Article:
Monday, January 17, 2011

Welcome to the AOL! Your thoughts must be in line with ours!

I just read an article about Maine's new Republican Governor telling the NAACP to kiss his butt and I was going to leave a comment when I got greeted with this message:

"Our New Approach to Comments
In an effort to encourage the same level of civil dialogue among Politics Daily’s readers that we expect of our writers – a “civilogue,” to use the term coined by PD’s Jeffrey Weiss – we are requiring commenters to use their AOL or AIM screen names to submit a comment, and we are reading all comments before publishing them. Personal attacks (on writers, other readers, Nancy Pelosi, George W. Bush, or anyone at all) and comments that are not productive additions to the conversation will not be published, period, to make room for a discussion among those with ideas to kick around."

At first I thought "hey, this will shut down the vile leftist comments saying the Governor should be killed" (because you know they're coming) but then I read the message again.  The problem I have with this whole concept is that it's completely subjective.  What constitutes a personal attack?  Calling someone vulgar?  Idiotic? Simple?  There are no clear definitions here. 

The line that really bothers me is "comments that are not productive additions to the conversation will not be published, period."  How is that defined?  Productive in what way?  By whose agenda?  Productive to a Republican will most likely not be producitve to a Democrat, so do you let them all in, or keep them all out?  And if you let them all in, why have the policy in the first place?

I predict that people will start complaining about the content that has been allowed to be posted.  It's too liberal, it's too concervative, it offends me, etc - and AOL will be forced to either abandon this policy (the best possible solution), enforce it in a very strict manner (which is tantamount to censorship) or the comments section will wither on the vine because people will just go somewhere else to read and comment on stories.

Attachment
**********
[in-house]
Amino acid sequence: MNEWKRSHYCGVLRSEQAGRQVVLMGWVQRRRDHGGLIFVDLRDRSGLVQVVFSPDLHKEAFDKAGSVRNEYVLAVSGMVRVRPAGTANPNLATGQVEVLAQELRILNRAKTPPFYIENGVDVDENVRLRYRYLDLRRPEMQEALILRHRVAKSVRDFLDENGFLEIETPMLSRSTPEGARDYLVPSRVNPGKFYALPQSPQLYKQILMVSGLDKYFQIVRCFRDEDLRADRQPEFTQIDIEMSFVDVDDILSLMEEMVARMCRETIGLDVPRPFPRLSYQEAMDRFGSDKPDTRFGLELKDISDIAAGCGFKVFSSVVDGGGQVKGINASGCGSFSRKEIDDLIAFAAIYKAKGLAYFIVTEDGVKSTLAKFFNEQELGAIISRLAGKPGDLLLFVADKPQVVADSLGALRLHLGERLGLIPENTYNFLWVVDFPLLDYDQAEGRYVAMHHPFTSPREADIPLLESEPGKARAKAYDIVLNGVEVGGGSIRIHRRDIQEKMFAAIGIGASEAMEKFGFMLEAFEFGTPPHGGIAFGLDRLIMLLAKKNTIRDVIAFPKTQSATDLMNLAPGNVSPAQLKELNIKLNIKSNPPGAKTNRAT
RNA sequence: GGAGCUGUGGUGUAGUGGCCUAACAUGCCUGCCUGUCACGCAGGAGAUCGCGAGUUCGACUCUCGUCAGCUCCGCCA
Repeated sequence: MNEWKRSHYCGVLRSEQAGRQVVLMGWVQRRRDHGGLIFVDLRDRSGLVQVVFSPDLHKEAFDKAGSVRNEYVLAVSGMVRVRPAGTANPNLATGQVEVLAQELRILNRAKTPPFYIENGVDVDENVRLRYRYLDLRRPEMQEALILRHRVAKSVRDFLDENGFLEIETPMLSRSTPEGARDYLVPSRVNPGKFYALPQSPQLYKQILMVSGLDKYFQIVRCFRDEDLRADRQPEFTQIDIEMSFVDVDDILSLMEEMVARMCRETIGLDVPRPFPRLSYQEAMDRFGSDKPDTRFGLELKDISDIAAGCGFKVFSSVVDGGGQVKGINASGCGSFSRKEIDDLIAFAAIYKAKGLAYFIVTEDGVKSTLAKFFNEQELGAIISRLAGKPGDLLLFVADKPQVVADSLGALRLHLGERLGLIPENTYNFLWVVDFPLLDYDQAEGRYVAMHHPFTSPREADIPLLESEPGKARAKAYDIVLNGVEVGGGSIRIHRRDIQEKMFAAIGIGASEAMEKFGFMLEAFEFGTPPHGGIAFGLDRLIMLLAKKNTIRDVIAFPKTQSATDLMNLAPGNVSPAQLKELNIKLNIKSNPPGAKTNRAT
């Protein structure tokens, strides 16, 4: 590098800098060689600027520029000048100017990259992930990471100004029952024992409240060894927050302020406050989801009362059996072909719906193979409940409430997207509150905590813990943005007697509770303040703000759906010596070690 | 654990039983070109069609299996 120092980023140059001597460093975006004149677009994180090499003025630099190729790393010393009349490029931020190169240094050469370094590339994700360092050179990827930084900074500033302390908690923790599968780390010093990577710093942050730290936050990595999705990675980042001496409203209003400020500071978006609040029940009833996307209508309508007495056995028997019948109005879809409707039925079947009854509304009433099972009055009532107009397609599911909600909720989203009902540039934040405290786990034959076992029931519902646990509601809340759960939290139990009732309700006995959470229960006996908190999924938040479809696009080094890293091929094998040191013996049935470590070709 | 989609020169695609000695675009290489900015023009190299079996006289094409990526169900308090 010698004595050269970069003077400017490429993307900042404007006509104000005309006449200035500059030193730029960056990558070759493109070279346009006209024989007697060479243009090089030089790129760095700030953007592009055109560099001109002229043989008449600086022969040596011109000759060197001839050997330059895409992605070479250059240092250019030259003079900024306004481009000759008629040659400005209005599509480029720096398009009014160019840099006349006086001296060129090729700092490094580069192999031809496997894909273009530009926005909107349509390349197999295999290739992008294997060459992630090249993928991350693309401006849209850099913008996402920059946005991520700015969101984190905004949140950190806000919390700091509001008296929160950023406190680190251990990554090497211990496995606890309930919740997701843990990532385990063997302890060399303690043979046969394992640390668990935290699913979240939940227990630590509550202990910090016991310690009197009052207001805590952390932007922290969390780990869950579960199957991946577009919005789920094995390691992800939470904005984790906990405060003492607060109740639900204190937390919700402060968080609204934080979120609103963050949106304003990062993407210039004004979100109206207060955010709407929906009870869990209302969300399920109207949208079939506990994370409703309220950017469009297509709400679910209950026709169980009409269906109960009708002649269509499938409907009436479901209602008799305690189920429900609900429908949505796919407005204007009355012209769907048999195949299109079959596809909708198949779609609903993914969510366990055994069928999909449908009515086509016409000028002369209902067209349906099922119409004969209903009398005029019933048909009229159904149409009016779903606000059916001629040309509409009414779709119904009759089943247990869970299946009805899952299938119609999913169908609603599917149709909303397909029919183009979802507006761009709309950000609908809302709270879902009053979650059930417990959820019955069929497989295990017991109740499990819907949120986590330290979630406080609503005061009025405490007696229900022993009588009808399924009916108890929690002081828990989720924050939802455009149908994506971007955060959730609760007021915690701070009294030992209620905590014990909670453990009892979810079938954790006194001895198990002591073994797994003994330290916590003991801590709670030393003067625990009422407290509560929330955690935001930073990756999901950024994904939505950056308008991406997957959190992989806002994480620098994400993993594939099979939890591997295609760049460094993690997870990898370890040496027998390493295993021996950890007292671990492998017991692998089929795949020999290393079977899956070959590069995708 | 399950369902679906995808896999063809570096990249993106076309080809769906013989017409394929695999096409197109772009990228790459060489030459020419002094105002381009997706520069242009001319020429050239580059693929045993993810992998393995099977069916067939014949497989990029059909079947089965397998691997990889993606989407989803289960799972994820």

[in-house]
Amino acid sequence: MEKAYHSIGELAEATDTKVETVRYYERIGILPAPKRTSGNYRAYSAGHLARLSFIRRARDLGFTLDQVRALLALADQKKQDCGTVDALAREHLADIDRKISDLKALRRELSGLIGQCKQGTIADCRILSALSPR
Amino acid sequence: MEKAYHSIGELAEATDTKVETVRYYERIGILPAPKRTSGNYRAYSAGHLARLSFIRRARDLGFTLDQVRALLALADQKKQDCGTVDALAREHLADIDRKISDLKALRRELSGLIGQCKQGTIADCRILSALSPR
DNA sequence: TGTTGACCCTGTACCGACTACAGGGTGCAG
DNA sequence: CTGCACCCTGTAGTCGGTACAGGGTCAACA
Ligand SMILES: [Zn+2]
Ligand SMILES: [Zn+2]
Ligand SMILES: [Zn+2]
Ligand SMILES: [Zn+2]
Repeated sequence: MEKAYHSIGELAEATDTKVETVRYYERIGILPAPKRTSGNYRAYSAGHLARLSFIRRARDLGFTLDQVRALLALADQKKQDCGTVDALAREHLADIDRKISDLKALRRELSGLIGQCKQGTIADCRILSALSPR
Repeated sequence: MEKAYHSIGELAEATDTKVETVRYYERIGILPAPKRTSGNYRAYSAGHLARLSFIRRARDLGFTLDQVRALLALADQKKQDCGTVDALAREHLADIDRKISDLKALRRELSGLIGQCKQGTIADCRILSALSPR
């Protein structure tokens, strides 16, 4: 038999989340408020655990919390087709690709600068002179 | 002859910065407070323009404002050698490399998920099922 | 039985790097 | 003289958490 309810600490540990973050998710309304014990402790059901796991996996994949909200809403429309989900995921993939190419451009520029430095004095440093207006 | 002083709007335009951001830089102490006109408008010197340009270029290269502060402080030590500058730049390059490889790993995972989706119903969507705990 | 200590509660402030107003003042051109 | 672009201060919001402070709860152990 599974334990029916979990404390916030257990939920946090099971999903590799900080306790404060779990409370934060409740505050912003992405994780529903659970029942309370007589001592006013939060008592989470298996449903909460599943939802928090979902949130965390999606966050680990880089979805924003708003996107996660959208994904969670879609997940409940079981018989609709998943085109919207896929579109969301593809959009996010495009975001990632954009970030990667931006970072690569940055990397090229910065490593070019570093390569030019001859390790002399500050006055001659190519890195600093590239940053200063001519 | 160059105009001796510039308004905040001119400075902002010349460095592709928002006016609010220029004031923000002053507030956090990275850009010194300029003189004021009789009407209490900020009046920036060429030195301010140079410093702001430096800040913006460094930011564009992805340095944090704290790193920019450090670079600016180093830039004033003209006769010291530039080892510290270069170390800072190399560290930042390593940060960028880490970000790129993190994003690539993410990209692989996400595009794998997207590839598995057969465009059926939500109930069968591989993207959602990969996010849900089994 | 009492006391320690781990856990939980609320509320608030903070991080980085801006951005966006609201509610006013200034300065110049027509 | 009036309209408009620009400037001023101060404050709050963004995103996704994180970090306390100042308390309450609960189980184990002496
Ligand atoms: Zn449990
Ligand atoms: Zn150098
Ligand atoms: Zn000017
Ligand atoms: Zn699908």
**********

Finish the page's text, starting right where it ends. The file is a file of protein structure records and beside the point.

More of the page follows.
I think that's what the left wants - for censorship to increase and participation to decrease.  They have control of the mainstream media...the internet is the only place where conservatives have an equal voice to liberals.  Even if the policies of censorship quiet the liberals on the web, they still have the edge in MSM communication (though conservatives have the edge on talk radio, which is also under attack).  I also suspect that this is not the only web site where we're going to see this kind of policy being employed.

The PC crowd is doubling down and your thoughts and comments had better line up with those of the establishment, or you're going to lose your voice.  Welcome to the post-Tuscon world. 

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